After two weeks you’ll start to notice a recurring pattern or habits. Use that information, whether your habits are already good and need to become better or whether you realize you’ve made poor choices that need to be lessened. Sometimes we don’t ‘see’ our poorer choices until we write them down on paper. A habit of eating dessert every night might need to be tweaked so that is once a week instead.
No other changes, no other hassles, no nothing. Those three simple steps. Find a tool to use to journal. Use that journaling tool consistently. Evaluate the information you have in front of you.
I am excited to hear your success stories. Sometimes doing it on your own even though it seems like a simple plan isn’t as easy to carry out. I am more excited than ever about helping you reach your goals. The Grateful Plate is soon going to open up ProCoach for Women and ProCoach for Men. If simple steps like those above leave you feeling like it’s not that easy, let me know.
To your best health,
Few of us have a job, what you do to earn money, that you absolutely love all the time. It is called work because it is just that, work. Comparing work to food, usually doesn't have us calling for chocolate cake. Work is like eating anchovies (unless you like anchovies).
There are ways to help make 'work' feel more enjoyable but that's another blog post.
Sometimes working at improving our health feels like we have to eat anchovies but it doesn't have to. Improving your health should feel more like eating cake.
Here are three tips to improving your health feel more like eating cake:
1. Small starts, quick rewards. Create a system where you and your partner have to do small tasks and in return you get a small reward. For example, I can and I will drink 16 ounces of water and then I will eat breakfast. Or I will plan my meals the day before so that I can make getting to work on time more achievable. The smaller the task, the better, so you won't delay starting. Also small tasks done consistently over time reap a big payoff.
2. Recruit a friend or family member to join you. Two is much better than one in many ways. Humans are social creatures and you can use that to your advantage. Agree to set daily or weekly goals, and check in with each other daily. Share the work and set rewards for hitting your goals. Encourage each other and help each other when someone is faltering.
3. Get excited daily. It's easy to be excited about a project or goal when you first start, but that can die out. Renew your goal each day. Start by setting a goal for the day that you can accomplish and that you care about. Find inspiration, visualize your accomplishment, find some music that motivates you, find an inspirational quote or video ... anything to get you excited to accomplish your goal for the day! Don't forget to share it with your partner.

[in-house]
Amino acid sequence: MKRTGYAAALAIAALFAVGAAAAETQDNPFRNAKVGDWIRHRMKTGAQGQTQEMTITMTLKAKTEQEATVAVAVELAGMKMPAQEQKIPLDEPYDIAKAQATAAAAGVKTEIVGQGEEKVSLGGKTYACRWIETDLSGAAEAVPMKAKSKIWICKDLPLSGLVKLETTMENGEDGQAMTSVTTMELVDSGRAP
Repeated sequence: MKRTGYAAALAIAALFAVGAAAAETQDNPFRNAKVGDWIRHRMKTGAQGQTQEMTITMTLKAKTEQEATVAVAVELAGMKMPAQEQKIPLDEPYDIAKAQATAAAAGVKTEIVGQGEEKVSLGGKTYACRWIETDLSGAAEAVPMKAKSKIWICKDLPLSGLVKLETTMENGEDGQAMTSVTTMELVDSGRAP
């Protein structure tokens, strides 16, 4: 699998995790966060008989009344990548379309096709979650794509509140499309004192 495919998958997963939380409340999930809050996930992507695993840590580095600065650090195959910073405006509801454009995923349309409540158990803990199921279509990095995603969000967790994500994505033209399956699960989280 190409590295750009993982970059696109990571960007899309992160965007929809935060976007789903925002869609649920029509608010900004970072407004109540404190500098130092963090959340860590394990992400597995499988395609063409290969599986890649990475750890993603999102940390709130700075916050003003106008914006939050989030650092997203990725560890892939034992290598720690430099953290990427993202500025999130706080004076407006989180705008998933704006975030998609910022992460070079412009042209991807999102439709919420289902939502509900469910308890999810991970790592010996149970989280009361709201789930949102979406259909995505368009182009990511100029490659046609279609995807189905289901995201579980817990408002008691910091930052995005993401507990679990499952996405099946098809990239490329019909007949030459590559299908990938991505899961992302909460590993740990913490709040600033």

Better health doesn't have to feel like swallowing your daily dose of anchovies, you can actually enjoy it.
To your best health,
We've all heard this analogy, "When cabin pressure drops, put on your own oxygen mask before helping those around you". You have to be taking care of yourself first in order to help those around you be well.
But are you truly living it? Are you each day putting time into yourself? Or are you too busy? Maybe too much stress to fit in drinking water today? Maybe just too tired to focus on planning your meals today?
Could it be that you are telling yourself the stress, the sleep, and the to-do list is more important than you are to yourself? Are you allowing your schedule, work or situations to tell yourself that you are not worth it?
I hear it all the time, "I'm too stressed to eat good"… "I'm just too tired to focus on taking a multivitamin"… "I have too much to do to eat broccoli".
What if instead you were honest and said, "I'm just not worth eating good food"… “I'm just not a member of society that is worth taking a multivitamin"… "I am not valuable enough as a person to eat broccoli and receive its benefits”.
OW, harsh, huh?
I know this journey is not easy, but take time to help yourself first so that you can take time to help others. You are worth it. I believe in your ability to take on better health for you.
I can’t take the stress out of your life. I am not able to tuck you in each night promptly at 9pm and ensure you’ll sleep soundly for 8 hours straight. I certainly can’t tackle your to-do list (you have skills I just don’t have).
I'm here to help you. I can serve you the tools, but you are on the front lines doing all the work/ Here is a list of tools I can open up to you:
You are valuable to me. Keep making it happen.
To your best health,